In Western countries, newborn screening and the heel-prick test is part of basic healthcare when a baby is born, and is done for nearly every baby. This screening helps to identify potentially treatable or manageable inherited disorders within days of birth. Life-threatening health problems, mental retardation, serious lifelong disabilities and even death can be avoided or minimised if a condition is quickly identified and treated. In the US, states regulate their newborn screening programmes, so the number of screening tests performed varies from state to state, with some states screening for as many as 50 disorders.

Sequencing complements newborn screening, and sequencing technology has made a big leap for the sector as a whole. Previously, we used the Sanger sequencing (sequencing is the process of reading the nucleotides present in DNA or RNA molecules) but the technology has advanced. Now, a sample from the same tiny needle prick on a newborn’s heel used in newborn screening can also tell doctors most of what they need to know about a baby’s genes, including whether the newborn has a more serious condition not detected by a traditional newborn screening panel. Genomic testing also can target different diseases than the newborn screening panel. Together, newborn screening and genomic testing allow early intervention and help healthcare professionals and parents keep babies healthy.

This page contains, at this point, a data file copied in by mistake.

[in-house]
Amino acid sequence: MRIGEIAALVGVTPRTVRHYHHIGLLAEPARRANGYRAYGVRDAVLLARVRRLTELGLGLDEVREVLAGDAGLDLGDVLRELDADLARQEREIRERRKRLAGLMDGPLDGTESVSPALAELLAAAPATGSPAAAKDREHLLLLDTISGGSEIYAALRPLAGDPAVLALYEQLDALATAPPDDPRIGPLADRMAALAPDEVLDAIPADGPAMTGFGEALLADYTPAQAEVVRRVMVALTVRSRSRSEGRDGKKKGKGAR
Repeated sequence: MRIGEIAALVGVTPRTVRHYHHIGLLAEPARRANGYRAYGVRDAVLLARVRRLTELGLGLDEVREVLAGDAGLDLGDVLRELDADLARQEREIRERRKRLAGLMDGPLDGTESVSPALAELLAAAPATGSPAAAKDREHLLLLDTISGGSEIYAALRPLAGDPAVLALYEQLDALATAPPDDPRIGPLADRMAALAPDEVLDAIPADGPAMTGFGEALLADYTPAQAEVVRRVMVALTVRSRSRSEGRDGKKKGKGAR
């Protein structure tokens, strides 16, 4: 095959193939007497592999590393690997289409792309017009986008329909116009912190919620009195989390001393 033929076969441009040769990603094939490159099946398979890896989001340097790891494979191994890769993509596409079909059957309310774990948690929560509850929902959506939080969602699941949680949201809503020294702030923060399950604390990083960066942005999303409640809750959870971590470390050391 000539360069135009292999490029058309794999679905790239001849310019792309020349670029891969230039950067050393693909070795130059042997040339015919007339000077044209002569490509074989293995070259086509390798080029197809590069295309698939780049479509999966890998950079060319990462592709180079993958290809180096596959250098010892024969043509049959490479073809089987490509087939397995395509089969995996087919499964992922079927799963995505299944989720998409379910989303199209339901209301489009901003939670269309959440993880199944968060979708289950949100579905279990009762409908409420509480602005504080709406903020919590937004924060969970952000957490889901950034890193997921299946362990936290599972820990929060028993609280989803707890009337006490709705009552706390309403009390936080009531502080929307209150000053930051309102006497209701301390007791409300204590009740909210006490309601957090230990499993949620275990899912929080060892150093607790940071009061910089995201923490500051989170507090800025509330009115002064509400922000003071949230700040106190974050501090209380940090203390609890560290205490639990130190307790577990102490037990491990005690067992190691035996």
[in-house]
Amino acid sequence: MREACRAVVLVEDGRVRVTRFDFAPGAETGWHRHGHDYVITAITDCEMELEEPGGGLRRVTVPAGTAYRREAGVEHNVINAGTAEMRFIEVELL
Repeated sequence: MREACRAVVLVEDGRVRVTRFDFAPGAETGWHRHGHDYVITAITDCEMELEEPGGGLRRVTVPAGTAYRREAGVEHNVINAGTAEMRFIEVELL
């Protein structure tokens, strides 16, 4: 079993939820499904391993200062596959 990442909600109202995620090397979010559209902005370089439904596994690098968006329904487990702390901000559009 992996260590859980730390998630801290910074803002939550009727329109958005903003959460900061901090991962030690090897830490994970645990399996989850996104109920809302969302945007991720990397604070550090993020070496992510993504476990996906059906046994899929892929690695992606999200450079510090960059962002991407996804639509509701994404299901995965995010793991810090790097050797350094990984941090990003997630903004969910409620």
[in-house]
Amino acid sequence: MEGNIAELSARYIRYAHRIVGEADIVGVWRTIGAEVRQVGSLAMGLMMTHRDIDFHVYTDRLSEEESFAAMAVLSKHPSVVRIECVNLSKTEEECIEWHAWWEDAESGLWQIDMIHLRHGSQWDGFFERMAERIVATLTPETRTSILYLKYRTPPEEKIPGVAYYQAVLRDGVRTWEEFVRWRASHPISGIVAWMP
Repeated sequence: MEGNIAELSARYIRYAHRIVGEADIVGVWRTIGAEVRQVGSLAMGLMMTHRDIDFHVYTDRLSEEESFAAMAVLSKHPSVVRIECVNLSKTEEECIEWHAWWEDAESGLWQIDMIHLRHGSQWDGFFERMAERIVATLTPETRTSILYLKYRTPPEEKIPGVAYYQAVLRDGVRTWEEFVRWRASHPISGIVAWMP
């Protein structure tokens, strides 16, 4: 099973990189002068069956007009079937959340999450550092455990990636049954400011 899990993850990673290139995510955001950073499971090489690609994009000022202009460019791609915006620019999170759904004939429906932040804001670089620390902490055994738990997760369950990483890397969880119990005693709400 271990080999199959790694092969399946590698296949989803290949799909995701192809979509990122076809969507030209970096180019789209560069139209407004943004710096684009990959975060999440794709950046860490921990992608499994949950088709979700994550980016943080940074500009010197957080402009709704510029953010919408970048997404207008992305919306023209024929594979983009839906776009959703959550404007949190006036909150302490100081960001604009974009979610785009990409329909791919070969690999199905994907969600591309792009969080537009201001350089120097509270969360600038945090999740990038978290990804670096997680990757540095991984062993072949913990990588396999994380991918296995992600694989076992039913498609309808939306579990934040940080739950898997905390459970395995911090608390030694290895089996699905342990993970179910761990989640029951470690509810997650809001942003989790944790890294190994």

With 26 million births per year, India can follow the same model for newborn screening together with sequencing.  While sequencing services are still developing in India, many in the private sector are showing interest in performing these tests.  It is absolutely necessary for India to implement these programmes cooperatively in the public and the private sectors to assure complete coverage.

Touching upon the test price for genetic testing for gene panels, exomes and genomes, it will be as per the market we operate, but the quality of the test will be never compromised.